Patriots or Chargers: Digging into the matchups that will decide who moves on

Patriots or Chargers: Digging into the matchups that will decide who moves on

Now that we know who the Patriots are playing next weekend, let's dig into some of the matchups that will help determine whether or not the Chargers can prevent Bill Belichick's club from going to its eighth consecutive AFC title game.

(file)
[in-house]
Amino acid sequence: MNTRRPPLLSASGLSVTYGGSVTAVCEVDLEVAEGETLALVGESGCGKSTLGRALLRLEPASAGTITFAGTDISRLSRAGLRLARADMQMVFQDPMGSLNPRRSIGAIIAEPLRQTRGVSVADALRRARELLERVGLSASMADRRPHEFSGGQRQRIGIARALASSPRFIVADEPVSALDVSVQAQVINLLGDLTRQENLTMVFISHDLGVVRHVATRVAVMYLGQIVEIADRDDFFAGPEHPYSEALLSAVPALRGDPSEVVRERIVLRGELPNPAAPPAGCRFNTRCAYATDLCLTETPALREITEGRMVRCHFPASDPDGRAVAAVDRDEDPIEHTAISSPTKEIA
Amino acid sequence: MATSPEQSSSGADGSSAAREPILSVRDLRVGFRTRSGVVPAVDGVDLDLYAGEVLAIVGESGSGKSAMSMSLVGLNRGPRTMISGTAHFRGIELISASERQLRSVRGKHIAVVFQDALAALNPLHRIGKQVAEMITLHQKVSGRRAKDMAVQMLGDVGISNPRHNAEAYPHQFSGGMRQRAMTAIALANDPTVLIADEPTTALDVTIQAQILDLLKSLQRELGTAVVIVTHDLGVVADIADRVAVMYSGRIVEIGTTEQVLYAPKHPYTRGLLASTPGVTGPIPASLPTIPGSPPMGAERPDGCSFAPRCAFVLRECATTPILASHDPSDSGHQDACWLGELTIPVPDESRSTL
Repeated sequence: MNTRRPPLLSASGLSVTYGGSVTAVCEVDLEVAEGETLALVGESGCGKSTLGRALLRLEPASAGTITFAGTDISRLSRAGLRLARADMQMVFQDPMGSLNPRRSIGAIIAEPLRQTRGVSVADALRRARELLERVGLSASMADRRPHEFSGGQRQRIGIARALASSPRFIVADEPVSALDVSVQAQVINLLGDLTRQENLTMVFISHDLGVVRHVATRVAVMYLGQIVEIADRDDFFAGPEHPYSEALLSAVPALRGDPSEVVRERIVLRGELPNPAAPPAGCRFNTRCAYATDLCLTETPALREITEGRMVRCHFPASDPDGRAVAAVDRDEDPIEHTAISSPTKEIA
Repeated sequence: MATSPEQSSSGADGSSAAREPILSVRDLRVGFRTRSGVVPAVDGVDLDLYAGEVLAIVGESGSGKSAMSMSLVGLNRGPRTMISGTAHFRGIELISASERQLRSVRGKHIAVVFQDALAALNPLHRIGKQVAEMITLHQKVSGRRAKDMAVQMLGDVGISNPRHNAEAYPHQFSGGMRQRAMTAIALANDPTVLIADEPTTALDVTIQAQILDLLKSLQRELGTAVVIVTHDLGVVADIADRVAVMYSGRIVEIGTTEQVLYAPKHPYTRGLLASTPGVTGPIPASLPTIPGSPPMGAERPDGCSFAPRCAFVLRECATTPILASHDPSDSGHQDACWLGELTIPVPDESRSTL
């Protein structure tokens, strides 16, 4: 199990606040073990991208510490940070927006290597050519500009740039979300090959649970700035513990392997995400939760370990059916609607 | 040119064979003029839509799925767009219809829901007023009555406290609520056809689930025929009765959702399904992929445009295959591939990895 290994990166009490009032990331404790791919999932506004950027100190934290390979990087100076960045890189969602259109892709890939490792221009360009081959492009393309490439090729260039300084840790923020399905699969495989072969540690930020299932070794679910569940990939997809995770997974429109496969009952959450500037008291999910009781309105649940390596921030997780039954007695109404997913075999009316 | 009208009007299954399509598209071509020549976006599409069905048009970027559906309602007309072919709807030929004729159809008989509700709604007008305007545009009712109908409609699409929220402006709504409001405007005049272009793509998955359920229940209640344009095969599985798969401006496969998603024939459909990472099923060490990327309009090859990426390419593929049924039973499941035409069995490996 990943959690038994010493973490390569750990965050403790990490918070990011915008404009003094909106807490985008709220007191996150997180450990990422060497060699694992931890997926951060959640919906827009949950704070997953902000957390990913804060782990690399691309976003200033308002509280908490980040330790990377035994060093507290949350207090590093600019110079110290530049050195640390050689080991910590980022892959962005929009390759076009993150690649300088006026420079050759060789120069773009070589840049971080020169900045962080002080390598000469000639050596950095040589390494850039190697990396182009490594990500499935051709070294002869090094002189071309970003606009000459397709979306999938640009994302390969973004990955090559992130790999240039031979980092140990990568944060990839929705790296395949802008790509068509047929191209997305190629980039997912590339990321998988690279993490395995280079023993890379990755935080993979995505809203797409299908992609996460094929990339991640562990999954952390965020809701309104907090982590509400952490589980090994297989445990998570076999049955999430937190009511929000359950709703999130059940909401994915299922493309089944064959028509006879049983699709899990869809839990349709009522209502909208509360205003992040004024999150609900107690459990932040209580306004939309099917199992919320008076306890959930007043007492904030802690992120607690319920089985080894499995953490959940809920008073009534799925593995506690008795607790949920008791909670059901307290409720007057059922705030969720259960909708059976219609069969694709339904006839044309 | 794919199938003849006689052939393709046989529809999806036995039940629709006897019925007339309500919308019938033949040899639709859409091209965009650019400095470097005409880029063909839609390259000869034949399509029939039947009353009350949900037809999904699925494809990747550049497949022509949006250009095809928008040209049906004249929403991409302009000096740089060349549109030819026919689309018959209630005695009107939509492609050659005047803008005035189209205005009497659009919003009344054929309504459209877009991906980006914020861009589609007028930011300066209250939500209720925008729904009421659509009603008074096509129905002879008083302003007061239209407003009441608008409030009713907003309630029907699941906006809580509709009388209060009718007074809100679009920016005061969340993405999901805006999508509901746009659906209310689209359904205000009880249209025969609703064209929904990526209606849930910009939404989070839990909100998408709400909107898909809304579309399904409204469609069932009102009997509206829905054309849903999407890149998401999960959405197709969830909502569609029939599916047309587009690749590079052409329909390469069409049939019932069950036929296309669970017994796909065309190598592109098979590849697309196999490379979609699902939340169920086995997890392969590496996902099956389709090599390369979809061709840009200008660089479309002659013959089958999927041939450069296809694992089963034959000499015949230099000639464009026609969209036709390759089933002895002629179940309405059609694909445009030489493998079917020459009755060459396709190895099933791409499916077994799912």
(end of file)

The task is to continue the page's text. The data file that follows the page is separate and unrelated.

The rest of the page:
The Patriots have seen opposing defenses mix and match their coverages all season. They've seen man, zone, post-safety, split-safety . . . and certain coordinators have successfully disguised what it was they were doing until late in the play-clock to confuse Tom Brady and his teammates. With the Chargers, the Patriots should know what they're getting. First of all, the Chargers are typically not going to rush more than four. They had the third-lowest blitz (five or more rushers) percentage this season, according to ESPN. They can afford to do that with edge rushers like Joey Bosa and Melvin Ingram. When it comes to Chargers coverage, there's no secret in terms of what they like scheme-wise. Defensive coordinator Gus Bradley was one of the architects of the Seattle Cover 3 that has now filtered throughout the league, and the Patriots saw a ton of Cover 3 in last year's Week 8 meeting with the Chargers. Bradley also showed some Cover 1 that day, and he occasionally disguised with two high safeties only to get back into some post-safety coverage. How will Brady handle it? In that meeting against Bradley and the Chargers last year, Brady hit 68.1 percent of his passes for 333 yards and a touchdown. Against the Jags (Bradley's last stop, which still leans on the same principles) in the AFC title game, Brady threw for 290 and two scores. Against the Eagles in the Super Bowl, Brady lit up their post-safety looks to the tune of 505 yards and three scores using some classic single-high coverage beaters we highlighted in our Signature Play series. (The Patriots also saw this scheme in the last two Super Bowls they won, you'll remember.) Against the Jaguars in Week 2 of this season, Brady completed 68.6 percent of his passes for 234 yards and two touchdowns.